[RDD] Redundant Hard Drive/Backup
curt at cwf1.com
Thu Jan 9 07:21:57 EST 2014
On Wednesday 08 January 2014 06:42:36 pm Alan Smith wrote:
> So now its down to rsync via chron, or software raid...
Now that I understand, I'd recommend you do what I do,
or something along these lines......
Software RAID-1. with a twist.
Each physical disk has 3 partitions.
1 swap, 1 very basic minimal system, 1 everything else.
This way, disk reads are faster, ( it's striped in the RAID driver ) but
disk writes are slower. ( must write the same data twice )
Swap is striped, so swap is faster. ( if you're short on RAM )
Either disk can function complete as a non-RAID stand alone device,
and/or can be accessed directly without a RAID driver in the kernel,
in the event it becomes necessary. ( some day, some way, it will )
The basic system is one very small RAID-1 partition. ( about 200 MB )
/boot /bin /sbin /etc /lib a number of mount points, and not much else.
Things that essentially never change.
That partition is also backed up on a bootable CD.
Everything else is a RAID-1 partition that houses files that
can, do, or might change with some frequency.
That md partition is rsync'd to another machine as a backup.
RAID IS **NOT** A BACKUP !!
RAID will not help you if the motherboard fails, for instance.
Periodically ( daily, weekly ) removing one of the physical disks,
putting it on a shelf, and replacing it with another good disk,
does leave you with a backup on the shelf.
rsync can do this for you, but requires another machine on the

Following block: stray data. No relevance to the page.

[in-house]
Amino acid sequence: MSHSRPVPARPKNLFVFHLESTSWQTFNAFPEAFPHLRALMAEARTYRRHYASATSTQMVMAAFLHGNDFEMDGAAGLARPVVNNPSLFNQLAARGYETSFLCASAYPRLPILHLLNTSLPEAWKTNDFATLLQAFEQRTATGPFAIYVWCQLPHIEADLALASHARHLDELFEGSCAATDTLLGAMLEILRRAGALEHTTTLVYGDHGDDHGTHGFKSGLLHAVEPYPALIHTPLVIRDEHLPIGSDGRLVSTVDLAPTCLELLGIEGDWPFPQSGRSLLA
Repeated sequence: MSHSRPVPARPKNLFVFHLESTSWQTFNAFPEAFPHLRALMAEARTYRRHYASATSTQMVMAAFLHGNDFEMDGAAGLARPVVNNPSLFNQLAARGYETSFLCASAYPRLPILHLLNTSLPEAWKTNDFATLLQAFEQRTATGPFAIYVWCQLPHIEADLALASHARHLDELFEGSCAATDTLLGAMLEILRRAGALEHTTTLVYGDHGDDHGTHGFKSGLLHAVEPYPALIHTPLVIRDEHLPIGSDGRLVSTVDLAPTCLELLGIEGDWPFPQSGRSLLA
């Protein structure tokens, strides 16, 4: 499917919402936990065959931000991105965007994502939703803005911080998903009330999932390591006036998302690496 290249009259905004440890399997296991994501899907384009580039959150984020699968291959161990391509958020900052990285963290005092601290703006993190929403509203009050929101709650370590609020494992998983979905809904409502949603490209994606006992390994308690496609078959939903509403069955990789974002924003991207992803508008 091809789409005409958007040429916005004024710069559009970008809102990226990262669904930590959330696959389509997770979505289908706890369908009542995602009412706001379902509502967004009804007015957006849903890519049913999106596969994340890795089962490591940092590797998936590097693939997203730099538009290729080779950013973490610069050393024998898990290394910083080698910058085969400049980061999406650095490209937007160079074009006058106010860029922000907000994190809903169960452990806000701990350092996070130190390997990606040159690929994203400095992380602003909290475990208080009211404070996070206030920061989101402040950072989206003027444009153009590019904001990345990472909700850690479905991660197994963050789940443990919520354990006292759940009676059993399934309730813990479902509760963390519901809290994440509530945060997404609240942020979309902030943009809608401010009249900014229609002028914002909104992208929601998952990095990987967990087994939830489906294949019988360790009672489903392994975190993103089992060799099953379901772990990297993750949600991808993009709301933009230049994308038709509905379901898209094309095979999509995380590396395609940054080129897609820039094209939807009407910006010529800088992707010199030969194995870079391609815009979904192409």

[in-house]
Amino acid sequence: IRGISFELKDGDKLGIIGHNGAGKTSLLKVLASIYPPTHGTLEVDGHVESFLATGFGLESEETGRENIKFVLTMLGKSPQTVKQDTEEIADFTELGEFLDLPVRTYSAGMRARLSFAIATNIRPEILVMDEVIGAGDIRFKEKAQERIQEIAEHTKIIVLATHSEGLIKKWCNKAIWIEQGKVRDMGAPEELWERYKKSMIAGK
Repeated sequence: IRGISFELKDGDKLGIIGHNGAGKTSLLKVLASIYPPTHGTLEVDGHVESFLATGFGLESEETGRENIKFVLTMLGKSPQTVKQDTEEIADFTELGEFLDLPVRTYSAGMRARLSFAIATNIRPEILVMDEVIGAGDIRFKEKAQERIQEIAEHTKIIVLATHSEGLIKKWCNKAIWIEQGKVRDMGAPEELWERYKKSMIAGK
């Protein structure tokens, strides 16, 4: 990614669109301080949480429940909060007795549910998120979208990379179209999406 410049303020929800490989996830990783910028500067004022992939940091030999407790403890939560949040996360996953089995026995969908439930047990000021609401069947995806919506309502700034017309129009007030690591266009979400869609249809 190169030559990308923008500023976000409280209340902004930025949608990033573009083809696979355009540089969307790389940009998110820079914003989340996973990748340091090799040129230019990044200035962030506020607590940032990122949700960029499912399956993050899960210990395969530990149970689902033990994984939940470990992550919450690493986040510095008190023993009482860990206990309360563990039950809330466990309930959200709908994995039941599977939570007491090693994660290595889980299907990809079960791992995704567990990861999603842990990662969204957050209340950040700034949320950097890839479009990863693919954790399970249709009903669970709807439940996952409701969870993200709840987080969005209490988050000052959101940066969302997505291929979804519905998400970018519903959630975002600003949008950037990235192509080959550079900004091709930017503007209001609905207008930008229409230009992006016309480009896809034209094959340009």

network to house that backup.
The kernel maintains mdstat in /proc which is the current health
of the RAID md devices dynamically updated constantly.
A cron job compares a recorded copy of mdstat to the dynamic
/proc/mdstat file every 5 minutes or so.
If they are not identicle, something has changed, and I want to
know very quickly. The system starts screaming for attention,
sending e-mails, flashing the screen, beeping the speaker....
but keeps on running off of the non-failed device.
If the disks were purchased and installed at the same time, you've
got about a week to deal with it.
Disks manufactured at the same time, with the same run time on them,
tend to fail within about 8 days of each other on average.
Maybe longer, but I wouldn't.
That way, I can replace the failed drive, re-boot and let the system
rebuild the RAID with about 5 minutes total off-line down time.
Rebuilding a 2 terabyte RAID takes hours, but the system is up
and running while it happens, with a little planning.
If there is a spare disk in the machine, the RAID driver can swap
out the failed disk all by itself, but that's a little advanced.
Never eat more than you can lift.
-- Miss Piggy
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